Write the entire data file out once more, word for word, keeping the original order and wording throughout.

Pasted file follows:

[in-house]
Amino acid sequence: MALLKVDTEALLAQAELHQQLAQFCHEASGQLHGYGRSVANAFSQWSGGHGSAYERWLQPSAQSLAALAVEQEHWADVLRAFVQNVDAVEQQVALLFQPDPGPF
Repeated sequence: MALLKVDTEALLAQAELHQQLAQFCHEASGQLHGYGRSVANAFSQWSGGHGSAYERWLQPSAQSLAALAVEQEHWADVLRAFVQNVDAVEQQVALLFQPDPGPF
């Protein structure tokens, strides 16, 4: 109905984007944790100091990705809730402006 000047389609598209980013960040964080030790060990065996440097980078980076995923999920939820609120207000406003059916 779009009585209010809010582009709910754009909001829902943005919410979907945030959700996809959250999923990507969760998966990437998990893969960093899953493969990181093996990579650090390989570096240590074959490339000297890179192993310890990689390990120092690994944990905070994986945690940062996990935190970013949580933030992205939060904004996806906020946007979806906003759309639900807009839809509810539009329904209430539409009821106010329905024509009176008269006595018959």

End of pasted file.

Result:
[in-house]
Amino acid sequence: MALLKVDTEALLAQAELHQQLAQFCHEASGQLHGYGRSVANAFSQWSGGHGSAYERWLQPSAQSLAALAVEQEHWADVLRAFVQNVDAVEQQVALLFQPDPGPF
Repeated sequence: MALLKVDTEALLAQAELHQQLAQFCHEASGQLHGYGRSVANAFSQWSGGHGSAYERWLQPSAQSLAALAVEQEHWADVLRAFVQNVDAVEQQVALLFQPDPGPF
């Protein structure tokens, strides 16, 4: 109905984007944790100091990705809730402006 000047389609598209980013960040964080030790060990065996440097980078980076995923999920939820609120207000406003059916 779009009585209010809010582009709910754009909001829902943005919410979907945030959700996809959250999923990507969760998966990437998990893969960093899953493969990181093996990579650090390989570096240590074959490339000297890179192993310890990689390990120092690994944990905070994986945690940062996990935190970013949580933030992205939060904004996806906020946007979806906003759309639900807009839809509810539009329904209430539409009821106010329905024509009176008269006595018959």